Pesticides and groundwater: a guide for the pesticide user (NRAES 34)
Using the right amount of pesticide at the right time can improve farm profits. However, uninformed users may apply more than is needed, resulting in lower profits and an increased threat to surface and groundwater resources. In some areas, site conditions, pesticide properties, and/ or applicator practices increase the risk of groundwater contamination even when pesticides are used according to label directions. In most rural areas, pesticides can be used according to label directions without causing groundwater contamination. This guide focuses on the movement of agricultural pesticides to groundwater. It is intended to raise awareness of the site factors, pesticide properties, and applicator practices that increase the risk of groundwater contamination. The last section of the guide discusses the Environmental Protection Agency's (EPA) drinking water standards and the potential health effects of consuming water contaminated with pesticides. The guide is written for pesticide users and rural residents concerned about the quality of ground water resources.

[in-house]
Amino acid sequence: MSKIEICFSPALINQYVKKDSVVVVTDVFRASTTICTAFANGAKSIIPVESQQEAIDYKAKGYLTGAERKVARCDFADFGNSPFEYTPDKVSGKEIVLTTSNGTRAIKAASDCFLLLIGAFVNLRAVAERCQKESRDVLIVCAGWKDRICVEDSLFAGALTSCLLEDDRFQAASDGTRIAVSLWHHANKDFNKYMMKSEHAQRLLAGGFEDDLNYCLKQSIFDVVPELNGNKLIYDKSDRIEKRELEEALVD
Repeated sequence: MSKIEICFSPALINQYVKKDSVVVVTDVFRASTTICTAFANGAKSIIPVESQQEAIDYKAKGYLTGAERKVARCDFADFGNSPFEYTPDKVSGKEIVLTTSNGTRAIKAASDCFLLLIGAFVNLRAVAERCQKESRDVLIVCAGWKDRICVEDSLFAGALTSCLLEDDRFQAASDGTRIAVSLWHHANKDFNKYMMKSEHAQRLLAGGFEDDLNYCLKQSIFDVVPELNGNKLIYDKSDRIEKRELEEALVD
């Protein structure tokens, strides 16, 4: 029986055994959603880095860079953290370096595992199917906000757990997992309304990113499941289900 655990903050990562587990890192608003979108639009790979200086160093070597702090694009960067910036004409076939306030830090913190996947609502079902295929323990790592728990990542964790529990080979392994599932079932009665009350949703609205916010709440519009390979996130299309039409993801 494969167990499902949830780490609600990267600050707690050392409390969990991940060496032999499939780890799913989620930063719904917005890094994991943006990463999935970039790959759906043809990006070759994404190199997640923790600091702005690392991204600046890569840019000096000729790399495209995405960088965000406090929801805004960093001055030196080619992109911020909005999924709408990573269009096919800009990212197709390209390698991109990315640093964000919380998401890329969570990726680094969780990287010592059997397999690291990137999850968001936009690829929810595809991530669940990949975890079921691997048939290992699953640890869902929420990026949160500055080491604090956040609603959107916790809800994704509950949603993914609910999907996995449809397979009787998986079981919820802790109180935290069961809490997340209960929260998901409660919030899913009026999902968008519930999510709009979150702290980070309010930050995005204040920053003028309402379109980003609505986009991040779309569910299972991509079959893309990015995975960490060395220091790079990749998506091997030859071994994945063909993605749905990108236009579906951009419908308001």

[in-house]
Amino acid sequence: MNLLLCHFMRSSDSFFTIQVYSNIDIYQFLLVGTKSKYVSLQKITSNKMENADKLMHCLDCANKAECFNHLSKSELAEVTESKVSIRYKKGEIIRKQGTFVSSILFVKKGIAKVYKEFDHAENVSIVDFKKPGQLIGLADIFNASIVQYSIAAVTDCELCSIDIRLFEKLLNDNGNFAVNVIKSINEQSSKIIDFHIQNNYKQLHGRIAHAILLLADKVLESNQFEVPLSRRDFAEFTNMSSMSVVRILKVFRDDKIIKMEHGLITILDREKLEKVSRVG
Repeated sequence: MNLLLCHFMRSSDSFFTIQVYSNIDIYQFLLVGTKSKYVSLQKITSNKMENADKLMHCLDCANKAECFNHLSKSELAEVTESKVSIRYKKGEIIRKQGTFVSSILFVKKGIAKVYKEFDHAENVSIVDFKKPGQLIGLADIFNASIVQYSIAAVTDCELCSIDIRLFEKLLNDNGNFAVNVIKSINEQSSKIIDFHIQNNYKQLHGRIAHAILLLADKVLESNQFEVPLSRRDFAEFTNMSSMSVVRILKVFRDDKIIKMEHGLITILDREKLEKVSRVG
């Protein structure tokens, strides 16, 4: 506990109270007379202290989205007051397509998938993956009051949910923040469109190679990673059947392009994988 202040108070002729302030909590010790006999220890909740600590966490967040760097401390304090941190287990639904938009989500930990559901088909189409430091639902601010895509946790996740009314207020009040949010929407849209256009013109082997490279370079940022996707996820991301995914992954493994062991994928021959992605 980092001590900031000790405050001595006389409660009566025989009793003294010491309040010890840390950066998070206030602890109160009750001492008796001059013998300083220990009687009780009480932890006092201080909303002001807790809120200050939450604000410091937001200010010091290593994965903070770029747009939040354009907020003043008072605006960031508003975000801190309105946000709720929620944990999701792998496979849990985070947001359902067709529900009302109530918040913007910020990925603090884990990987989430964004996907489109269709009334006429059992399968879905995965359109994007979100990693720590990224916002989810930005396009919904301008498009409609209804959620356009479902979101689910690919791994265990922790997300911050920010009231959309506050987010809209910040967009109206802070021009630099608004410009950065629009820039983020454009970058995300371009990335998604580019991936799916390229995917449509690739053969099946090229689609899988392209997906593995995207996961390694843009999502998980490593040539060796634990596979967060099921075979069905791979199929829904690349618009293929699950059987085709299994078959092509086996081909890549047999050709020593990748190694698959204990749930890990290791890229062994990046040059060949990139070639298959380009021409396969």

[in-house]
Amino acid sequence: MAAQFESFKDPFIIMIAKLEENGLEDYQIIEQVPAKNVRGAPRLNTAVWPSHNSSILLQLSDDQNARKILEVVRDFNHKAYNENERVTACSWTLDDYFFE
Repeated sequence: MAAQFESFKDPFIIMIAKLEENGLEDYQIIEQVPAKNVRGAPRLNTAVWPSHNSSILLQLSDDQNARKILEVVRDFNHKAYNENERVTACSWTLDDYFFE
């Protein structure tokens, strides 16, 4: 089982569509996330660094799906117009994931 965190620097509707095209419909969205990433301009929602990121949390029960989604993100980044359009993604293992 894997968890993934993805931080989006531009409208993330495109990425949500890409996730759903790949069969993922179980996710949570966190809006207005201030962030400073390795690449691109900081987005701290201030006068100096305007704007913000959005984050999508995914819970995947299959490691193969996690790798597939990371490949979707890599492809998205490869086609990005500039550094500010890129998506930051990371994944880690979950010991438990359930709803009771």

This 26 page publication (NRAES-34) was originally published by the Northeast Regional Agricultural Engineering Service (NRAES, later known as the Natural Resource, Agriculture, and Engineering Service), a multi-university program in the Northeast US disbanded in 2011. Plant and Life Sciences Publishing (PALS) was subsequently formed to manage the NRAES catalog. Ceasing operations in 2018, PALS was a program of the Department of Horticulture in the College of Agriculture and Life Sciences (CALS) at Cornell University. PALS assisted university faculty in publishing, marketing and distributing books for small farmers, gardeners, land owners, workshops, college courses, and consumers.
Northeast Regional Agricultural Engineering Service (NRAES)
Pesticides; Groundwater Pollution
Previously Published As
Sailus, M. (1992). Pesticides and groundwater: a guide for the pesticide user. (Rev.). Ithaca, NY: Northeast Regional Agricultural Engineering Service, Cooperative Extension.